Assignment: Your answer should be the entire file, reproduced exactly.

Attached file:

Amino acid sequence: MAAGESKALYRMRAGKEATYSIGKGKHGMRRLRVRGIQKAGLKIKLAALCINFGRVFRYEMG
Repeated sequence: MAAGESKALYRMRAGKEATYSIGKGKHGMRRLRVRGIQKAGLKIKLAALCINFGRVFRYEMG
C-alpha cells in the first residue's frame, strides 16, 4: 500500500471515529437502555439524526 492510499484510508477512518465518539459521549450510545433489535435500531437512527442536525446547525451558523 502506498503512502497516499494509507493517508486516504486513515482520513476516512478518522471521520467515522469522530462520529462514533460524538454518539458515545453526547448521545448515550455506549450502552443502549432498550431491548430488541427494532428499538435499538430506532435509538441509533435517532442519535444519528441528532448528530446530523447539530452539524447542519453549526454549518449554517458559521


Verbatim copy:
Amino acid sequence: MAAGESKALYRMRAGKEATYSIGKGKHGMRRLRVRGIQKAGLKIKLAALCINFGRVFRYEMG
Repeated sequence: MAAGESKALYRMRAGKEATYSIGKGKHGMRRLRVRGIQKAGLKIKLAALCINFGRVFRYEMG
C-alpha cells in the first residue's frame, strides 16, 4: 500500500471515529437502555439524526 492510499484510508477512518465518539459521549450510545433489535435500531437512527442536525446547525451558523 502506498503512502497516499494509507493517508486516504486513515482520513476516512478518522471521520467515522469522530462520529462514533460524538454518539458515545453526547448521545448515550455506549450502552443502549432498550431491548430488541427494532428499538435499538430506532435509538441509533435517532442519535444519528441528532448528530446530523447539530452539524447542519453549526454549518449554517458559521